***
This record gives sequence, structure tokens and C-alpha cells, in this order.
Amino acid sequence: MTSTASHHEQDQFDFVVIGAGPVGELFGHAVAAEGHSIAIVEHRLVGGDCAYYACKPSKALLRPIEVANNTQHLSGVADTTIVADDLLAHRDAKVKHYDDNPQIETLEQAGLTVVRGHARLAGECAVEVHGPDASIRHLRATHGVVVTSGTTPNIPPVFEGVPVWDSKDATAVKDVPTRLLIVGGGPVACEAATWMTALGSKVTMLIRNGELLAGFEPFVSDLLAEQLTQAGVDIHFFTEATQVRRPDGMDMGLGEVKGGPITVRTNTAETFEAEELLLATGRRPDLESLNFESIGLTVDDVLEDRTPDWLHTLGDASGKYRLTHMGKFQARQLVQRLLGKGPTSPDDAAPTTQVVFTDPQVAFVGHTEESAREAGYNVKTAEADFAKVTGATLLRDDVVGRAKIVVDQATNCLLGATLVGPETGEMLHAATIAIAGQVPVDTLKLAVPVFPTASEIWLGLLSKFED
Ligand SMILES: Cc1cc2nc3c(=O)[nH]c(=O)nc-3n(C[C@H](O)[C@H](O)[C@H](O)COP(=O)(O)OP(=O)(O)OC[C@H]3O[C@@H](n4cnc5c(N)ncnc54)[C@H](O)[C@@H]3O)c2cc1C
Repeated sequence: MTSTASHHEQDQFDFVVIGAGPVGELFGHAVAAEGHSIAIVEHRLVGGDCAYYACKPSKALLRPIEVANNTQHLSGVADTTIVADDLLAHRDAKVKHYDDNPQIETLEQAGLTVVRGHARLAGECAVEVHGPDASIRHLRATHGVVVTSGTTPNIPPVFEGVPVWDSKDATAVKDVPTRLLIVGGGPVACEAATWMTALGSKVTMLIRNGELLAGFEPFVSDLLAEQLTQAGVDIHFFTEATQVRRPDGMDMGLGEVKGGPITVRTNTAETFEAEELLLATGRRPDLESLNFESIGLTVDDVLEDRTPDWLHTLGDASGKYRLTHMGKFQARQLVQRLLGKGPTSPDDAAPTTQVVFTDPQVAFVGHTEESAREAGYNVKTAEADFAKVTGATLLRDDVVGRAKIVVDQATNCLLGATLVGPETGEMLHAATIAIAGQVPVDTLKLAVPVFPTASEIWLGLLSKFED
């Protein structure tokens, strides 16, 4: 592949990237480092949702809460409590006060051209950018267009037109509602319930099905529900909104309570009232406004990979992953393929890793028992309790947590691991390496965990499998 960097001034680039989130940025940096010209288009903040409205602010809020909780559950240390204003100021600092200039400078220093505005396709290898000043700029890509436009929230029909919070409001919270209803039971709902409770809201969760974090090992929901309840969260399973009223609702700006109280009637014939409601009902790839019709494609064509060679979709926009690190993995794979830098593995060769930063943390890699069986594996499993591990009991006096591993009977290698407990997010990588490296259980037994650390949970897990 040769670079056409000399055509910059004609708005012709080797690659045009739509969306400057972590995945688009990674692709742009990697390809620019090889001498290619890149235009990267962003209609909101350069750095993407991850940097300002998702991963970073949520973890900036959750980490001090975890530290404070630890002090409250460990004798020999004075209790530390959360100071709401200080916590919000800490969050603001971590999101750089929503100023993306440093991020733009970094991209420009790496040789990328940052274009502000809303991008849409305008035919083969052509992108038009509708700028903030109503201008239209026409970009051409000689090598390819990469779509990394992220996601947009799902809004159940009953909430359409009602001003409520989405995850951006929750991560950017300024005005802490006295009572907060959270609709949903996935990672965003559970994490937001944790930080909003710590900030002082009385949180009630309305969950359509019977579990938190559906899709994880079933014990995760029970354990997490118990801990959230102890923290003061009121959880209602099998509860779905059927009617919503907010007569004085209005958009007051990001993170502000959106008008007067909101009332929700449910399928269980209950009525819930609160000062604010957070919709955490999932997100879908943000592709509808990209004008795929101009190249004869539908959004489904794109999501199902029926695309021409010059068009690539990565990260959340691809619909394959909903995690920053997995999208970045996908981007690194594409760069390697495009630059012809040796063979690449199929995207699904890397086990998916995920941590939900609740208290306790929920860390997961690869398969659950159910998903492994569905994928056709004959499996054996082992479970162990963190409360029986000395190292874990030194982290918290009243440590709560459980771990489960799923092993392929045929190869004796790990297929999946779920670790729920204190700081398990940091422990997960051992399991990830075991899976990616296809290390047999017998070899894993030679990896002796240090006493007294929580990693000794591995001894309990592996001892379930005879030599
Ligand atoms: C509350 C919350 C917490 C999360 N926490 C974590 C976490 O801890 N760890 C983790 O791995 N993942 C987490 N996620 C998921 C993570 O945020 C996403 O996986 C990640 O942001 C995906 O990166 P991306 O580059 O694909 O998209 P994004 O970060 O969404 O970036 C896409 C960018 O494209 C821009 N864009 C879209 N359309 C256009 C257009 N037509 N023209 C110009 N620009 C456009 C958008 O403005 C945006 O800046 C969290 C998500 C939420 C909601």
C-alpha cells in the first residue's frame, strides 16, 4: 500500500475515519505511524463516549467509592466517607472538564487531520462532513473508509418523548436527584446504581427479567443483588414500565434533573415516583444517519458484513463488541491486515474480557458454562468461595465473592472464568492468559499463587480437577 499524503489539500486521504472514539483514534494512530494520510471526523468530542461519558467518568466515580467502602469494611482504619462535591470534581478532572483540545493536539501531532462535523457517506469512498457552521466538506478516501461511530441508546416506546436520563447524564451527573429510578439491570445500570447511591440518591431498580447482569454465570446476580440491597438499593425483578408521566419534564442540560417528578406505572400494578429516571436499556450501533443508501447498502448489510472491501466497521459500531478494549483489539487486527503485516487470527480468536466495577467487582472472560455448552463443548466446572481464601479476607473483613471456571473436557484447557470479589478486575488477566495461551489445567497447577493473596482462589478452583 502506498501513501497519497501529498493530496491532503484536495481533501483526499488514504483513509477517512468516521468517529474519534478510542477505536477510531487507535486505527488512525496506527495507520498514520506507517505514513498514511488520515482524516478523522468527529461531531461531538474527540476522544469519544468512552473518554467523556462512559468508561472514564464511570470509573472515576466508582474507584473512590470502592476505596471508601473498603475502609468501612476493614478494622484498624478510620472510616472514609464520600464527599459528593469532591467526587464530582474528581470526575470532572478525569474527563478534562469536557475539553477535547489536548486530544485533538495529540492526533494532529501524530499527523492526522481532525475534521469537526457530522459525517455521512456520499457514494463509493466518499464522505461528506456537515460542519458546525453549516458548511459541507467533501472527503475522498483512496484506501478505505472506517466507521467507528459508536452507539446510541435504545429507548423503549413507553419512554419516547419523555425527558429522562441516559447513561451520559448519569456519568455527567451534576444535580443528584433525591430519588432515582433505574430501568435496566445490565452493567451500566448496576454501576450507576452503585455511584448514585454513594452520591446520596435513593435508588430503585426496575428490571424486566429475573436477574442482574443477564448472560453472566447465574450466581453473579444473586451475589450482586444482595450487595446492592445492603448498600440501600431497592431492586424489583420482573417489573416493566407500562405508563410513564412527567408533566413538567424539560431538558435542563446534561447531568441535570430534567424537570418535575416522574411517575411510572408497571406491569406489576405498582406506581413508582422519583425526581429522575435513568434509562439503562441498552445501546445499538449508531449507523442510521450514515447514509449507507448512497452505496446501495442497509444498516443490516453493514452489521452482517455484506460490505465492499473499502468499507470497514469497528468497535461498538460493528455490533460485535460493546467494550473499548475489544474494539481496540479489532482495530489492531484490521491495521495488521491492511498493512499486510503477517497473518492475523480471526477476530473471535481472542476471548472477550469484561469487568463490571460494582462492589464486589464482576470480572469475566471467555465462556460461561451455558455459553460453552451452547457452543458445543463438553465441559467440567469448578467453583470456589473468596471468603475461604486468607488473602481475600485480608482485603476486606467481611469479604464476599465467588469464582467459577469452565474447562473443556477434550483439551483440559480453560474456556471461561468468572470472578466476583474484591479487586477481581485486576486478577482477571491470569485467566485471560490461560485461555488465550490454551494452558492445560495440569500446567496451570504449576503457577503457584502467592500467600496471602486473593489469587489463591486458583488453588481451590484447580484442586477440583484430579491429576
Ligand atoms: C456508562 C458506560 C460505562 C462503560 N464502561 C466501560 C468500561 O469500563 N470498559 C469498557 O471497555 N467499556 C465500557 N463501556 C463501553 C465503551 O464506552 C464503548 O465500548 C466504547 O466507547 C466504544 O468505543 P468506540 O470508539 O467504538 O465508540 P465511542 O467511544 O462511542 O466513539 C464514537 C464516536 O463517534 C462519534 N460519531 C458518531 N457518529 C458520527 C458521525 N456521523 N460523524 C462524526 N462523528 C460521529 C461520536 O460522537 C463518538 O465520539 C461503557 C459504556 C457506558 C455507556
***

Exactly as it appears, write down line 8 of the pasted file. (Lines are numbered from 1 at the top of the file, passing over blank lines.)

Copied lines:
Ligand atoms: C456508562 C458506560 C460505562 C462503560 N464502561 C466501560 C468500561 O469500563 N470498559 C469498557 O471497555 N467499556 C465500557 N463501556 C463501553 C465503551 O464506552 C464503548 O465500548 C466504547 O466507547 C466504544 O468505543 P468506540 O470508539 O467504538 O465508540 P465511542 O467511544 O462511542 O466513539 C464514537 C464516536 O463517534 C462519534 N460519531 C458518531 N457518529 C458520527 C458521525 N456521523 N460523524 C462524526 N462523528 C460521529 C461520536 O460522537 C463518538 O465520539 C461503557 C459504556 C457506558 C455507556